A blog post on Virus Total's website confirms Google has acquired it. Although the amount paid by Google for the acquisition is not known, the move gives the search giant a resource tool to keep its products and services protected from malware. VirusTotal is a free online service for scanning files and URLs to spot viruses, worms, trojans and other malicious content detected by antivirus engines and website scanners. Elaborating on the recent turn of events, VirusTotal writes in its blog post, “Our goal is simple: to help keep you safe on the web. And we’ve worked hard to ensure that the services we offer continually improve. But as a small, resource-constrained company, that can sometimes be challenging.”

Google acquires VirusTotal

Google acquires VirusTotal

The cybersecurity start-up notes further that the coming together with its long-time partner, Google will spell bad news for malware generators. Explaining this, it adds that now with Google onboard, the quality and power of its malware research will get better and will most likely become faster too. Going further, the post says that Google’s infrastructure will ensure that its tools are always ready and right at the time they are needed. 

The post adds, “VirusTotal will continue to operate independently, maintaining our partnerships with other antivirus companies and security experts. This is an exciting step forward. Google has a long track record working to keep people safe online and we look forward to fighting the good fight together with them.”

A recent report had ascertained that the Google Play store was found to have some more malware hosted, a discovery that demonstrates the limits of the recently deployed scanning service that scours Google Play for malicious smartphone apps. The trojan, Android.Dropdialer, which racks up expensive charges from forced phonecalls to premium numbers, was found in two separate apps that weren’t identified for weeks, reports a blog post on the Symantec website by Irfan Asrar, a researcher with the antivirus provider.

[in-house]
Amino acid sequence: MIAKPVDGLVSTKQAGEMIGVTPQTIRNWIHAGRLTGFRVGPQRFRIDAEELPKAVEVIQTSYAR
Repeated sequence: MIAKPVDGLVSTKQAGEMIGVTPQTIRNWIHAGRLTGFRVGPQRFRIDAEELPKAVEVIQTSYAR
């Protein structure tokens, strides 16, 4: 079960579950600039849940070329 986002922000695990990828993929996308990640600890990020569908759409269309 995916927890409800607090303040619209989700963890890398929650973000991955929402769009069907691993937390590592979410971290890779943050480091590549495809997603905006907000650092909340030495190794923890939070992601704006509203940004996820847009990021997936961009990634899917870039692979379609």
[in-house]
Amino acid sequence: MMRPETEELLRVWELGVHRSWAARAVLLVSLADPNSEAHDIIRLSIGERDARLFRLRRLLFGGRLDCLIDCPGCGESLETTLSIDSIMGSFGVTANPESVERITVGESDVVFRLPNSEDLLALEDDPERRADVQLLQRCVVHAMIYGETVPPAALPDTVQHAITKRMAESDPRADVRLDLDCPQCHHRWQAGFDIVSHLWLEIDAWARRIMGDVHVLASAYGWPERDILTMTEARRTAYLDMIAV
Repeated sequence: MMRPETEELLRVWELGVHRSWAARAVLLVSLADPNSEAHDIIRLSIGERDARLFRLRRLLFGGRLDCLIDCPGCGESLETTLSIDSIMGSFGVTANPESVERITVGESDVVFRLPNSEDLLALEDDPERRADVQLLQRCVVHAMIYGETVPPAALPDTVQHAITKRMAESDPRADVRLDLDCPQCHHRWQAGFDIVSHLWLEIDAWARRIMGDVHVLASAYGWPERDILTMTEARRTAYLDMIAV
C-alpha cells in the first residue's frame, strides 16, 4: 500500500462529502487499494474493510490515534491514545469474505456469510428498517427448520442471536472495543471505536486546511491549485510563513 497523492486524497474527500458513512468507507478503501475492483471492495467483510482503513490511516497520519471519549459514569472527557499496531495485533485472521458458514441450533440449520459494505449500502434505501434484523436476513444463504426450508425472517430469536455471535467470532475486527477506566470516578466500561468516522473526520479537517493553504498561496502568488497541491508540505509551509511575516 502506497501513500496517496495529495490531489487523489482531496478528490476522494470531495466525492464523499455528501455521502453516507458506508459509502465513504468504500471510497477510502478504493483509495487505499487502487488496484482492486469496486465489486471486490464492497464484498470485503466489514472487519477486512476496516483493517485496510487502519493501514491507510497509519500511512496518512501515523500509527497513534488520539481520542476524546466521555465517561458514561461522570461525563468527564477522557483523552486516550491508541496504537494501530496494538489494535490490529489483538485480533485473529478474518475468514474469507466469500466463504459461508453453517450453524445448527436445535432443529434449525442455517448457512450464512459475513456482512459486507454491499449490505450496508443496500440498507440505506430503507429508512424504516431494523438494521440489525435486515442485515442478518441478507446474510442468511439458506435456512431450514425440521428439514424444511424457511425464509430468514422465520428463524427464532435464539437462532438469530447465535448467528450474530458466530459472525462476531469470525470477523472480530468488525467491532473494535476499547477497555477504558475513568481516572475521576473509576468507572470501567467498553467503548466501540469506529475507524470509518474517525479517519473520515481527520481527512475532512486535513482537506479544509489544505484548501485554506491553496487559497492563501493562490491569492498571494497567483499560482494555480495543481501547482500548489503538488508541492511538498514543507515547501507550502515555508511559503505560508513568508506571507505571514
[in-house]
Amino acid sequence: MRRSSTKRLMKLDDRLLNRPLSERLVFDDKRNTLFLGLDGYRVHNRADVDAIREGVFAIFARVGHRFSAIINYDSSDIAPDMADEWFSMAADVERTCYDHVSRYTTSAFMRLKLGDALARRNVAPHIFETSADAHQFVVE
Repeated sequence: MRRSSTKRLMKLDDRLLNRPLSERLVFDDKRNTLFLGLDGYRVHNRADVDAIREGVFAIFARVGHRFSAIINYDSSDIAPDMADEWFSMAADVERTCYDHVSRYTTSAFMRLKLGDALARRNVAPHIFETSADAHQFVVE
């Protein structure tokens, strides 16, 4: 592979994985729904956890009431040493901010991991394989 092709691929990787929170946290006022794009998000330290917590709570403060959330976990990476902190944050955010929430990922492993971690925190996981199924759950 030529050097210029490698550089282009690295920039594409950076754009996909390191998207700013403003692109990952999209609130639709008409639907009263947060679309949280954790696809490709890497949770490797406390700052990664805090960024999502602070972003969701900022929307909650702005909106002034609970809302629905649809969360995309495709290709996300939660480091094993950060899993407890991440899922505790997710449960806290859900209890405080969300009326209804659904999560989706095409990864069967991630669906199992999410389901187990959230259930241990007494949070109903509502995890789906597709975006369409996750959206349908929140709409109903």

In one of our reports earlier this year, it had been revealed that Google would begin issuing prompt warnings atop the pages of those users, who Google believes may become the target of state-sponsored attacks. This move by the search giant was part of its activity for looking out for malicious activity on the web, and taking appropriate action. A recently surfaced security glitch in Internet Explorer was causing some Gmail users to get messages warning them that they may be the target of a suspected state-sponsored attack.

Google at the time had advised that should a user find a warning on her page, she should:

  • Create a unique password, i.e, one with a good mix of capital and lowercase letters, as well punctuation marks and numbers;
  • Enable 2-step verification as additional security;
  • Update browser, operating system, plugins, and document editors.

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